26_05_2014

Printing Replacements

Printing Replacements

26_05_2014“Gentlemen, we can rebuild him. We have the technology. We have the capability to make the world’s first bionic man.”
Though focused on mechanics, the Six Million Dollar Man serves as a good introduction to the concepts, and promises, of regenerative medicine. 3-D printing promises to revolutionize engineering and many speculate that it could have a huge impact on medicine, too. Many speculate that useful organs grown in the lab three-dimensionally on scaffolds is now closer to fact than fiction. This creates much excitement.
Prizes are already in place for the team that successfully prints a liver, as one example, and transplants it into an animal recipient that survives. Implantable organs might be the most exciting promise, but others, such as producing organs specifically for toxicology studies, might be more practical and provide a greater impact.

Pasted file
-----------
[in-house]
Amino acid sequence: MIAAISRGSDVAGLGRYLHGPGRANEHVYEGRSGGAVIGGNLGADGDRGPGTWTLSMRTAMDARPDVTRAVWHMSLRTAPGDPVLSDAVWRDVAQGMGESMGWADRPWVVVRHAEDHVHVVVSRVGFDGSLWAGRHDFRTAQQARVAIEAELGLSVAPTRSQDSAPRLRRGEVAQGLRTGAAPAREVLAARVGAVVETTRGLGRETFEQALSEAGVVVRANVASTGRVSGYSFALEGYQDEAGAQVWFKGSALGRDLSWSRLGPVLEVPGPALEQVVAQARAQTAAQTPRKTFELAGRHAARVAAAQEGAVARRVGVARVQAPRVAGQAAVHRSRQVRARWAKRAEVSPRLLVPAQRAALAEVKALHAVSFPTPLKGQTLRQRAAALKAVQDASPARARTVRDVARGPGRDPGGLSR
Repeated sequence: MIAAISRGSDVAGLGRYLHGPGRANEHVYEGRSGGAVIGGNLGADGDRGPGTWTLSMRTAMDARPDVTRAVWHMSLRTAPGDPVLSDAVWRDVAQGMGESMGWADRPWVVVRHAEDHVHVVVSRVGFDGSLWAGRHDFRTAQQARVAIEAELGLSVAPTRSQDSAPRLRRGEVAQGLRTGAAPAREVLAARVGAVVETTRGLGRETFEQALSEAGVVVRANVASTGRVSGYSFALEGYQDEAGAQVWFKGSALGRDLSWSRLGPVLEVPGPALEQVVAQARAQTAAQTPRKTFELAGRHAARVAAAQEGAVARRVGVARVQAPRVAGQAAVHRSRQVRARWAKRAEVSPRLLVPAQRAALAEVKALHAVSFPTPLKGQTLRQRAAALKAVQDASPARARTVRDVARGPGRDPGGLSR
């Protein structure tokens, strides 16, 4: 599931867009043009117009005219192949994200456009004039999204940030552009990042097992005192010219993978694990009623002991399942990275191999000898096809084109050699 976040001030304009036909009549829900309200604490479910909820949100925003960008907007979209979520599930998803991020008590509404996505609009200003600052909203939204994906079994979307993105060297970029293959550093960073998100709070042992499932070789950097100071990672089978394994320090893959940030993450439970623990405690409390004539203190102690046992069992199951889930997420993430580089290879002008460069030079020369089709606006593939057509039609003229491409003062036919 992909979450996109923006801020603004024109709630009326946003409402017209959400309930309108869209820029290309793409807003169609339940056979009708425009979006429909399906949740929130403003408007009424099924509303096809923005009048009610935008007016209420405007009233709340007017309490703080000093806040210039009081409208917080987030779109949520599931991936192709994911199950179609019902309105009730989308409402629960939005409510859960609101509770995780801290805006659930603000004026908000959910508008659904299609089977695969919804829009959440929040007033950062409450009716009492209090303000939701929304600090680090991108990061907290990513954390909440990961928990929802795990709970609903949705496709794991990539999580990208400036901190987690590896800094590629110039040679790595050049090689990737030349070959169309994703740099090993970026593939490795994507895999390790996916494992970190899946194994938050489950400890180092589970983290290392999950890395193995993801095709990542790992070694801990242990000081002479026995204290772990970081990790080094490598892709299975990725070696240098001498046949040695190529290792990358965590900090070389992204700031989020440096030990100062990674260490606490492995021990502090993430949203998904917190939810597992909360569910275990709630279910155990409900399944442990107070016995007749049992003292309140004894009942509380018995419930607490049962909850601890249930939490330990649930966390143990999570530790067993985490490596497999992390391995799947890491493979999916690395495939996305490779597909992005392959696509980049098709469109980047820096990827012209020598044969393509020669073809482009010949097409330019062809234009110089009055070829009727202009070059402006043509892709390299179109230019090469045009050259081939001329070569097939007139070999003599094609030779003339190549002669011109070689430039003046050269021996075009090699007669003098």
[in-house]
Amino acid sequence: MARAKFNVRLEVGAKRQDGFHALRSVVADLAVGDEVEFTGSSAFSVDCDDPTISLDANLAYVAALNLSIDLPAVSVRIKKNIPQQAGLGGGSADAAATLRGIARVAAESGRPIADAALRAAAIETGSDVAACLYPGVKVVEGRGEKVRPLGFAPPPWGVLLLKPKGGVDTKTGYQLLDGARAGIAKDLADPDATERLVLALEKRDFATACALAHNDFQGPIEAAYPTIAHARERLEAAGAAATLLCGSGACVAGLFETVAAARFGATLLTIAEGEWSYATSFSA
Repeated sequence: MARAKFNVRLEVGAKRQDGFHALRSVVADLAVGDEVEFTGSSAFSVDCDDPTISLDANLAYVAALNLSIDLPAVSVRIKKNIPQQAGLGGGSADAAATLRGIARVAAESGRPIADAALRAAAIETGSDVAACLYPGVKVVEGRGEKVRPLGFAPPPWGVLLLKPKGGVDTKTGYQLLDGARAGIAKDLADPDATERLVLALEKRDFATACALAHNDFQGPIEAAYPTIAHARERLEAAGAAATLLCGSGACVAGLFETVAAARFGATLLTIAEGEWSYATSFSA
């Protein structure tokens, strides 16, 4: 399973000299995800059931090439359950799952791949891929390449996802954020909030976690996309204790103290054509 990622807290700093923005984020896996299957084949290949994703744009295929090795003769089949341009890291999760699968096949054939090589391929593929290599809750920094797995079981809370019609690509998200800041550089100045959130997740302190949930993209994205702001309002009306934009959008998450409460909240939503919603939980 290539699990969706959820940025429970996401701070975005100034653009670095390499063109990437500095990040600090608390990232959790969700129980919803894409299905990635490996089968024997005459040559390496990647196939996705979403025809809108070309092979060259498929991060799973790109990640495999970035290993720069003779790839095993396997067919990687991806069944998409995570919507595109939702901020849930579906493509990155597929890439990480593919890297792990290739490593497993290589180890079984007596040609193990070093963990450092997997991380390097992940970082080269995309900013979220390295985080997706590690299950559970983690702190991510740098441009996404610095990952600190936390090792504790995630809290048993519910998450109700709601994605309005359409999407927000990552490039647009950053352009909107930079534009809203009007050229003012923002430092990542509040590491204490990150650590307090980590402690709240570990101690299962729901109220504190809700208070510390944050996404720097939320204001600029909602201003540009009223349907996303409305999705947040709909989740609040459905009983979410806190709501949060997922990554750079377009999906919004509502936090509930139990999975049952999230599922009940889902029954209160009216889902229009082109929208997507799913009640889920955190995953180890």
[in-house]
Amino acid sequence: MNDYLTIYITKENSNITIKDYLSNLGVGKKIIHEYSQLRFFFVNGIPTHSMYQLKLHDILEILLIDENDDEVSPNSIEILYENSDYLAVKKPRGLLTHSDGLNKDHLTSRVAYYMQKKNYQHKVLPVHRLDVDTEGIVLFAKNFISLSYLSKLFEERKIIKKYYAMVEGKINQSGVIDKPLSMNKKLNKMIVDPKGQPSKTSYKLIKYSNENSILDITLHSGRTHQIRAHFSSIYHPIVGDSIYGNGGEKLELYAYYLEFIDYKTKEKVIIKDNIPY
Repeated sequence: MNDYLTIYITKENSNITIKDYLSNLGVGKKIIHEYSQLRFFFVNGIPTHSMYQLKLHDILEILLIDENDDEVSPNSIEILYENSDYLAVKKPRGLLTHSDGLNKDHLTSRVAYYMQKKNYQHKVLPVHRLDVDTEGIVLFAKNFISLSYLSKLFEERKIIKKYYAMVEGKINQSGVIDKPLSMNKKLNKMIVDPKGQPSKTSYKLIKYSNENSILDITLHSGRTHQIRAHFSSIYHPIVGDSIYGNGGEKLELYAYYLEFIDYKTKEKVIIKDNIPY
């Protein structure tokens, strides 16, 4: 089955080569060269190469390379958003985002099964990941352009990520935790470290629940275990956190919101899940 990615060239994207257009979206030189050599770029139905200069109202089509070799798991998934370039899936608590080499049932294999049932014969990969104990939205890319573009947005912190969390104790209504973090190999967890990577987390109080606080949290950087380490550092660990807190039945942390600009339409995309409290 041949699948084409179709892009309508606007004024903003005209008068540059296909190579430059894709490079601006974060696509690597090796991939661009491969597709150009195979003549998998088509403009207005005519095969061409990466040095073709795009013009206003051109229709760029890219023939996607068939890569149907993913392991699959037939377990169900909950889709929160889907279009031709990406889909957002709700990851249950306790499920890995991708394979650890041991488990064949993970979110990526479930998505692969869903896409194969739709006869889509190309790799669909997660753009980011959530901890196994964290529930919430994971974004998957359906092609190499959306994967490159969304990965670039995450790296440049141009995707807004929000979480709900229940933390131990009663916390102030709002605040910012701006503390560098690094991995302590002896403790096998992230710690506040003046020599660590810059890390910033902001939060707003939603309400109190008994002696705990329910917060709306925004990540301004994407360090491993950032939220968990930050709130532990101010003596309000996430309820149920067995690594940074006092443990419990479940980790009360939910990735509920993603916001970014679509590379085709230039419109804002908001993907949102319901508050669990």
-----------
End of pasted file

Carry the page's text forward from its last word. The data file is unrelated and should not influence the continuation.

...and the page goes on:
The processes and regulatory challenges in taking this technology from the lab to the patient, however, are significant.

Process hurdles

One ultimate goal is mass production of printed organs— removing transplant donor waits and minimizing rejection issues. But what happens after tissue printing experiments become accepted treatment options? How will these be taken from the lab to the bed side? No one knows yet. There are no standard process regulations, or even best practices, in place. Some, however, are starting to lay the foundation for automation and, eventually, commercialization— working to take a process that is very expensive and has a low yield and streamlining it to the point where it can be done cheaply and reliably.
North Carolina State University’s Edward P. Fitts Department of Industrial and Systems Engineering (ISE) is one group working to achieve this goal.
“It is one thing to be able to grow an organ but another to take that ability to the bedside, so involving manufacturing engineers early on in the biological research phase is vital to achieving commercialization,” says Dr. Binil Starly, associate professor of regenerative medicine at NC State’s ISE.
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Author: Robert Fee, Editor-in-Chief, Bioscience Technology

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